At Mayvin, we’ve been exploring the reasons for and against Organisation Design.
An Organisation Development consultant colleague of mine likes to tell the following story. It helps to illustrate the pros and cons of organisation design.
Back when I had a ‘proper job’, I ended up redesigning a department following the arrival of a dynamic, new boss with a reputation for getting things done. She had spent a few weeks watching and asking questions and then declared that we were broken. Her diagnosis was that brilliant people being hampered by a weak strategy, unclear objectives, poor processes, no leadership, limp performance management and an unhealthy culture.
‘What we need,’ declared my new boss over lunch one day, ‘is a redesign. That will sort things out. We’ll start with the structure.’ She drew what she had in mind on a paper napkin.
And so we did our restructure. We did it rather well, if I say so myself. My boss was a skilful and experienced manager and her ‘back of the envelope’ design wasn’t wrong. Several months later we had successfully seen it through. The right people were in the right jobs and reporting to the right people. Their job roles were clearer and better articulated and we sorted out the key business processes. No one had left and people generally were feeling pretty engaged.
But the process took masses of energy and attention and caused a lot of anxiety for everyone involved, not least of all my boss. It left people weary and some a bit bruised. Not only that, but once the dust had settled we were distressed to note that the problems that afflicted our department were still there. Somehow we’d forgotten all the other elements of that original diagnosis that also needed attention as part of the redesign. The strategy was still the strategy, leadership hadn’t changed and the culture was still the culture. People still weren’t able to hold each other to account. It was as if everything had changed and yet nothing had changed. It was another two years of hard graft before we’d addressed those wider issues and we really started to do well.
Anyone working in OD (whether the D is for Development or Design) won’t be surprised at this story. The excellent Burke-Litwin model refers to Structure and Business Processes as ‘Transactional Factors’ – secondary in their impact to strategy, leadership and culture. As a consultant I find that my clients are very keen to turn to structure and processes as a first port of call, seduced perhaps by the fact that they are tangible.
The famous quote (wrongly) attributed to various eminent Romans is often cited in this context. (In fact the quote is from the American journalist and author Charlton Ogburn Jr writing of his experiences in the Burma Campaign in WW2.)
We tend to meet any new situation by reorganisation, and a wonderful method it is for creating the illusion of progress at a mere cost of confusion, inefficiency and demoralisation.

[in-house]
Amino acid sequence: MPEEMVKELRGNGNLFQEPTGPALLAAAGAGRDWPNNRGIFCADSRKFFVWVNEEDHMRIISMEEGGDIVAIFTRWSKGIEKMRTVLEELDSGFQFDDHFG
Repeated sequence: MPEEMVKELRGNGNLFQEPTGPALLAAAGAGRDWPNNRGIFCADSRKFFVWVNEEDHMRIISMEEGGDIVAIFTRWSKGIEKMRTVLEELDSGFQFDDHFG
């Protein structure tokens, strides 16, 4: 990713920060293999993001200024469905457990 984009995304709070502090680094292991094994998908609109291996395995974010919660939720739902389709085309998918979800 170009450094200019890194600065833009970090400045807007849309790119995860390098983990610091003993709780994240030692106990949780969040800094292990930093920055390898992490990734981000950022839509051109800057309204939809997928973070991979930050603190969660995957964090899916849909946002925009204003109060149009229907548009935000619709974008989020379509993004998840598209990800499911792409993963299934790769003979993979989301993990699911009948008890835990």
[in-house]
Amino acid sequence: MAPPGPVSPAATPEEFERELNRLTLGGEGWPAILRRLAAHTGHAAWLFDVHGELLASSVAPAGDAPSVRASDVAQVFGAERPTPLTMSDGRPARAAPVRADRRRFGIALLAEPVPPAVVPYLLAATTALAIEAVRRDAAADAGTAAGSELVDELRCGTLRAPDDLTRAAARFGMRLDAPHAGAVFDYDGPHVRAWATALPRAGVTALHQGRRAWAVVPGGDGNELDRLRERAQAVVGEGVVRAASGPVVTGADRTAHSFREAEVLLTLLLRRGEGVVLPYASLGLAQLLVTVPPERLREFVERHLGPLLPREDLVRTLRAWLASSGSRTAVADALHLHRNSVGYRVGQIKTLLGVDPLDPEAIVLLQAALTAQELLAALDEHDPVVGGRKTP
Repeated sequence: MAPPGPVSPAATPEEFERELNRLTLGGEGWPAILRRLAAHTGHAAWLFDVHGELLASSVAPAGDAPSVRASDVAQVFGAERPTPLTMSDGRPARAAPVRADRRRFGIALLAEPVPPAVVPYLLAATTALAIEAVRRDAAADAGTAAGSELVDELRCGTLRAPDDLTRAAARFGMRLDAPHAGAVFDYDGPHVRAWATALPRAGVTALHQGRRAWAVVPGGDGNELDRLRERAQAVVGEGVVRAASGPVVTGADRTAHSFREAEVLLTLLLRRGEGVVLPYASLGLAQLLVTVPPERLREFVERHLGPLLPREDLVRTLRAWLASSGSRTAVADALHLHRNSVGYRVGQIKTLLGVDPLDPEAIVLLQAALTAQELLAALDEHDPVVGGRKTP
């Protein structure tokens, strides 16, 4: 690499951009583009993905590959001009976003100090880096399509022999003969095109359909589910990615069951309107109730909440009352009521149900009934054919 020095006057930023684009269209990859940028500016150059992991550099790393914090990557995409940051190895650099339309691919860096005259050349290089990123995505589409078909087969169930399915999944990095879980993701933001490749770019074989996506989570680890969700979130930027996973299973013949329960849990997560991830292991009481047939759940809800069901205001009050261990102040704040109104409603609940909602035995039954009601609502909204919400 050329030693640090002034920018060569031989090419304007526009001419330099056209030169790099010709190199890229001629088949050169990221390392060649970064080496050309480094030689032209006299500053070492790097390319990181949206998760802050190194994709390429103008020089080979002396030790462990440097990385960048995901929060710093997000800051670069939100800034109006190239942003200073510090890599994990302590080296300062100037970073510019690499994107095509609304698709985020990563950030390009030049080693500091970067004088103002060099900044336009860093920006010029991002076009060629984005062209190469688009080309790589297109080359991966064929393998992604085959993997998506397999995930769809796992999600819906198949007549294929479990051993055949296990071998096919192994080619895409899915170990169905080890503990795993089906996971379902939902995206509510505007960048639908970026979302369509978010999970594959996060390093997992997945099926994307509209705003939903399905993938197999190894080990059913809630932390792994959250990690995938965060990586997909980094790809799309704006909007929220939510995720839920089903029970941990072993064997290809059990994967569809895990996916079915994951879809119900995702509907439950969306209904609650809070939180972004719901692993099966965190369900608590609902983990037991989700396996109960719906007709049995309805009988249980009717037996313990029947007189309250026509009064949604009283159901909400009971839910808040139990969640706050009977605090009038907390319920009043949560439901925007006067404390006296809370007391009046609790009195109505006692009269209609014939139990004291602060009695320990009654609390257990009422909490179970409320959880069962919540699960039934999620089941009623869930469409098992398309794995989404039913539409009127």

Organisation Design interventions (by which we mean those interventions that reconfigure the so-called ‘formal organisation’) should be the last port of call for people leading change rather than the first. Why? Because changing the formal organisation is inherently more traumatic than working with the informal organisation – leadership, culture, behaviours, values, mindset. It’s a bit like the difference between Physiotherapy and back surgery. That’s not to say don’t do it, but it is important to know why you are doing it, that it is the most appropriate intervention and that the organisation is ready for a redesign.
The pros and cons of Organisation Design
So here in our view are some good reasons to embark on Organisation Design interventions.
- To respond to major changes in the external environment
- To resolve a specific strategic business challenge or take advantage of a specific strategic opportunity. (Either way it should be possible to come up with a clear business case for the redesign work.)
- Because a new strategy requires a fundamentally different set of organisational priorities
- To enable major growth or shrinkage
Here are some less good reasons (although sometimes the political pressure associated with such situations becomes too great and a redesign becomes inevitable.)
- In response to public dissatisfaction with the current organisation
- Reaction to an adverse event
- To please the organisation’s ‘Tops’
Here are some terrible reasons that may be all too familiar.
- To deal with a poor performer – in other words to avoid a difficult conversation
- Because the new boss wants to make a mark or shake things up
- To feel like you are doing something useful
At Mayvin we have a range of tools to help you decide whether Organisation Design work is going to be right for you and also whether your organisation is ready for to take on design work. To find out more about our ‘People Change’ approach to Organisation Design or to join in the conversation do get in touch. We’d love to hear from you.